PRESIDENT Douglas Hyde offered condolences to Nazi Germany's representative in Dublin over the death of Hitler, newly declassified records show.
Until now, historians had believed that the then Taoiseach Eamon de Valera was the only leader to convey official condolences to Eduard Hempel, director of the German diplomatic corps in Ireland.
De Valera's gesture - unique among leaders of neutral nations in the final weeks of World War II - was criticised worldwide.
The presidential protocol record for 1938-1957, made public this week, shed new light on the embarrassing episode and the decision to maintain cordial relations with the Nazis even after news of the Holocaust emerged.
The new document confirmed that President Hyde visited Hempel on May 3, 1945, a day after Ireland received reports of Hitler's death.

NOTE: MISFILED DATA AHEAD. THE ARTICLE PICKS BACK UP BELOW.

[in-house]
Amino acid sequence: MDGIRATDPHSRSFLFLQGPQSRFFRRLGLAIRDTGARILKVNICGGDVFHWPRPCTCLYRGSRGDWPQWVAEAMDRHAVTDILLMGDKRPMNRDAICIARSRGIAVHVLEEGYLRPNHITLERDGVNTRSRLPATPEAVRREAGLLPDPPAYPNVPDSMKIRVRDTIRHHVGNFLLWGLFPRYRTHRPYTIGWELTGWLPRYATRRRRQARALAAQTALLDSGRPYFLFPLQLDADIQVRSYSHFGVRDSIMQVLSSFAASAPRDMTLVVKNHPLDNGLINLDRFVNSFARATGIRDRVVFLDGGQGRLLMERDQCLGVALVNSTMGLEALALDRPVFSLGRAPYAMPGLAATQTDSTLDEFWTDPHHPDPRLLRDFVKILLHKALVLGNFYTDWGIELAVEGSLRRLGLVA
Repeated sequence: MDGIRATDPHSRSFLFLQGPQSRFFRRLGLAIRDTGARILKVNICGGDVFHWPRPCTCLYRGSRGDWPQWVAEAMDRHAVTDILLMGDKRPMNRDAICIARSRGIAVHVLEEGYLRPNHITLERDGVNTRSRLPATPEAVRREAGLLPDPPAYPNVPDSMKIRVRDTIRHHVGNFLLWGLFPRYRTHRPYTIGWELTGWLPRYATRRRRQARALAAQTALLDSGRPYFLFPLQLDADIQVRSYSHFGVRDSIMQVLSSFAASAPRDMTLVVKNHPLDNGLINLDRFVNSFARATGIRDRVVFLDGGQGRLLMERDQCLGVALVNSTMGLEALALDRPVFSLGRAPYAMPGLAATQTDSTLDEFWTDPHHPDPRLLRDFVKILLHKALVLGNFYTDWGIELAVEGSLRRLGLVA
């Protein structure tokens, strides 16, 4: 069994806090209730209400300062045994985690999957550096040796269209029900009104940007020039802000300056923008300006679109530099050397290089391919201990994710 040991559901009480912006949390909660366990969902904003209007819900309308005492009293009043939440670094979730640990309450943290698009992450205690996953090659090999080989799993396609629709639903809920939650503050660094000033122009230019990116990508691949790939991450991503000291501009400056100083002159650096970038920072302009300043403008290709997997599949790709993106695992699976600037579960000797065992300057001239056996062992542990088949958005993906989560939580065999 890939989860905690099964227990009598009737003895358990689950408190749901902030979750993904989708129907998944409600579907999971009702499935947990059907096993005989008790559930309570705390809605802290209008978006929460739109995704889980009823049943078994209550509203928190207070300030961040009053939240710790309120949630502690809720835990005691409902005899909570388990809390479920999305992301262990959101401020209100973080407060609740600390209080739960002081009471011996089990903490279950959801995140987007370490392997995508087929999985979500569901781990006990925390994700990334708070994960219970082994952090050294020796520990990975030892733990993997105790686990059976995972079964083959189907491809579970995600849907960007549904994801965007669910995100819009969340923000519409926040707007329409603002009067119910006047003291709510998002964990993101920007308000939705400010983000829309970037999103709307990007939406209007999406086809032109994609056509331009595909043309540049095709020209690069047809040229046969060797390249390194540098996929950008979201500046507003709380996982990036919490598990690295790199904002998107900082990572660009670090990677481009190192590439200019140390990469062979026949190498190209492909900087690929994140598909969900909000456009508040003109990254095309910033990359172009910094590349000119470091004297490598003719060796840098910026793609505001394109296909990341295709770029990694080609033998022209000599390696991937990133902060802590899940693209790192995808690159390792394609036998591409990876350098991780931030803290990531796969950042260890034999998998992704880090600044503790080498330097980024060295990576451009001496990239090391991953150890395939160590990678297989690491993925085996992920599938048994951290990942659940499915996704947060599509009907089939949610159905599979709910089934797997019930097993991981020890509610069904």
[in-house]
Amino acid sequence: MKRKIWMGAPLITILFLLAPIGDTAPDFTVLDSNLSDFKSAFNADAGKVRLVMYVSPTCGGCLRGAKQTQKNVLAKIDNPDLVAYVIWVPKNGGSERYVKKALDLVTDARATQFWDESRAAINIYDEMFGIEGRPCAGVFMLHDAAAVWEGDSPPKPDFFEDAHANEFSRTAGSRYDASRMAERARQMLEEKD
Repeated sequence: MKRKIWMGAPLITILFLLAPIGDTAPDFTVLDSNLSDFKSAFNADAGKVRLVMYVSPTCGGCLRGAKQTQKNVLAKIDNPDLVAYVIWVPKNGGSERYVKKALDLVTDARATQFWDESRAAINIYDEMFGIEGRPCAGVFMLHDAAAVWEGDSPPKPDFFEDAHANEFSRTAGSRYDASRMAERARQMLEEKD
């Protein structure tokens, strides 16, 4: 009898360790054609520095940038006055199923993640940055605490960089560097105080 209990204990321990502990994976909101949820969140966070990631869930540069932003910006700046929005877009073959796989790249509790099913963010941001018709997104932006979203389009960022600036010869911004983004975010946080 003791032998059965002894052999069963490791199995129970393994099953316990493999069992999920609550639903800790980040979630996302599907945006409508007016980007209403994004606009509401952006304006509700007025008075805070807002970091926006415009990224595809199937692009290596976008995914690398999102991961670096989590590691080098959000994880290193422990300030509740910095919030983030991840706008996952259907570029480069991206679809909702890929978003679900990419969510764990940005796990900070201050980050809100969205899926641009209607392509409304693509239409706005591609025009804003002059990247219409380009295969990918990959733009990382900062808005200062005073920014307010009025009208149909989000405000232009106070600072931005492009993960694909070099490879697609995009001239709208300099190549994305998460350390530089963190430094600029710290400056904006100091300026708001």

It says Hyde - who served as Head of State from 1938 to 1945, and died in 1949 - visited Hempel at the diplomat's home in Dun Laoghaire.
It says the president did not send an official letter of condolence because Berlin was under siege "and no successor (to Hitler) had been appointed.".
De Valera argued that to refuse condolences "would have been an act of unpardonable discourtesy to the German nation and to Dr Hempel. During the whole of the war, Dr Hempel's conduct was irreproachable. ... I certainly was not going to add to his humiliation in the hour of defeat."